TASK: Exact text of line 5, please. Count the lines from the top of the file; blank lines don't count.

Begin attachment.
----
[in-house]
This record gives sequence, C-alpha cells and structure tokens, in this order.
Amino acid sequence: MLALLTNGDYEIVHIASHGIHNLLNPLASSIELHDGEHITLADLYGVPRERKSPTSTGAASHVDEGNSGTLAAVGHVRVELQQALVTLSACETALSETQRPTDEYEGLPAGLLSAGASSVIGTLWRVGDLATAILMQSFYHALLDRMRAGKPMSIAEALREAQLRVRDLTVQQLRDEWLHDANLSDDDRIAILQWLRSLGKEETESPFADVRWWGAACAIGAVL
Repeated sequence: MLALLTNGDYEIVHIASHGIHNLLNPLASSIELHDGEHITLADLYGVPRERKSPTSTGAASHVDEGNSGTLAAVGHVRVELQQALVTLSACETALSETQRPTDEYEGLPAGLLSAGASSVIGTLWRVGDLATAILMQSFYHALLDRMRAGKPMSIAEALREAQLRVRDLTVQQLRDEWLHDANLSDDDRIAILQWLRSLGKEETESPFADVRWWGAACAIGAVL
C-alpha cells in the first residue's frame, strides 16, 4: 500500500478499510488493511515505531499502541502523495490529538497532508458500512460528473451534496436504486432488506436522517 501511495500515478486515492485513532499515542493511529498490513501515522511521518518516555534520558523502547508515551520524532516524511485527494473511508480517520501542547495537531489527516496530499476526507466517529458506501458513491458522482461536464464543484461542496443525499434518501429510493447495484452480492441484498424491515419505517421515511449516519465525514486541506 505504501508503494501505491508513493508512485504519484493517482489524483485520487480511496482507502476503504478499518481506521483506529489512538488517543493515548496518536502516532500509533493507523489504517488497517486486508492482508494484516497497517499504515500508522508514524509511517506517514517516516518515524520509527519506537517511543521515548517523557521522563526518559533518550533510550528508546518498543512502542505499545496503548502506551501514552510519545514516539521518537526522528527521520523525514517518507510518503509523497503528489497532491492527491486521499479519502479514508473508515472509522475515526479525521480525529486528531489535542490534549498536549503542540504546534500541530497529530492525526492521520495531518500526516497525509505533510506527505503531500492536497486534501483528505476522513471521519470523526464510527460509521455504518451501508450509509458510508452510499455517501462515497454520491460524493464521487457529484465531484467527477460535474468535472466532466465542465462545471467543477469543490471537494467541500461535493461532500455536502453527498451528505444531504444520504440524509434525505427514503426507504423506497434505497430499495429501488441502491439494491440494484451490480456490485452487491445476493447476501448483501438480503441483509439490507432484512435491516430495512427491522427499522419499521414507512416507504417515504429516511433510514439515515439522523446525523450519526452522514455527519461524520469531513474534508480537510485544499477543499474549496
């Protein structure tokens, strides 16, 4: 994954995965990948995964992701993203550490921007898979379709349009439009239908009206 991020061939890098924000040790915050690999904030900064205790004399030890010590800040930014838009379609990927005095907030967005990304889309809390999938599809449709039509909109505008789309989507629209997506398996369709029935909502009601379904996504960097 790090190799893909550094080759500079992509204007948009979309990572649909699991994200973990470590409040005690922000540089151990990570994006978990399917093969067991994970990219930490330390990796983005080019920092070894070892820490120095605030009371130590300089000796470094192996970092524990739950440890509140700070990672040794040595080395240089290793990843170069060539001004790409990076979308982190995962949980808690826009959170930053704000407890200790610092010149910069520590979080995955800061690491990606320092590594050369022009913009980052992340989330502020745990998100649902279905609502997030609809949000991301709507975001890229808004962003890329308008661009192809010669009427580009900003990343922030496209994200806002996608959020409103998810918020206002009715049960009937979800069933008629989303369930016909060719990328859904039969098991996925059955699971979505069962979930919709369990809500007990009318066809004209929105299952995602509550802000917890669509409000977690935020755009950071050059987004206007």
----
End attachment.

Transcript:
C-alpha cells in the first residue's frame, strides 16, 4: 500500500478499510488493511515505531499502541502523495490529538497532508458500512460528473451534496436504486432488506436522517 501511495500515478486515492485513532499515542493511529498490513501515522511521518518516555534520558523502547508515551520524532516524511485527494473511508480517520501542547495537531489527516496530499476526507466517529458506501458513491458522482461536464464543484461542496443525499434518501429510493447495484452480492441484498424491515419505517421515511449516519465525514486541506 505504501508503494501505491508513493508512485504519484493517482489524483485520487480511496482507502476503504478499518481506521483506529489512538488517543493515548496518536502516532500509533493507523489504517488497517486486508492482508494484516497497517499504515500508522508514524509511517506517514517516516518515524520509527519506537517511543521515548517523557521522563526518559533518550533510550528508546518498543512502542505499545496503548502506551501514552510519545514516539521518537526522528527521520523525514517518507510518503509523497503528489497532491492527491486521499479519502479514508473508515472509522475515526479525521480525529486528531489535542490534549498536549503542540504546534500541530497529530492525526492521520495531518500526516497525509505533510506527505503531500492536497486534501483528505476522513471521519470523526464510527460509521455504518451501508450509509458510508452510499455517501462515497454520491460524493464521487457529484465531484467527477460535474468535472466532466465542465462545471467543477469543490471537494467541500461535493461532500455536502453527498451528505444531504444520504440524509434525505427514503426507504423506497434505497430499495429501488441502491439494491440494484451490480456490485452487491445476493447476501448483501438480503441483509439490507432484512435491516430495512427491522427499522419499521414507512416507504417515504429516511433510514439515515439522523446525523450519526452522514455527519461524520469531513474534508480537510485544499477543499474549496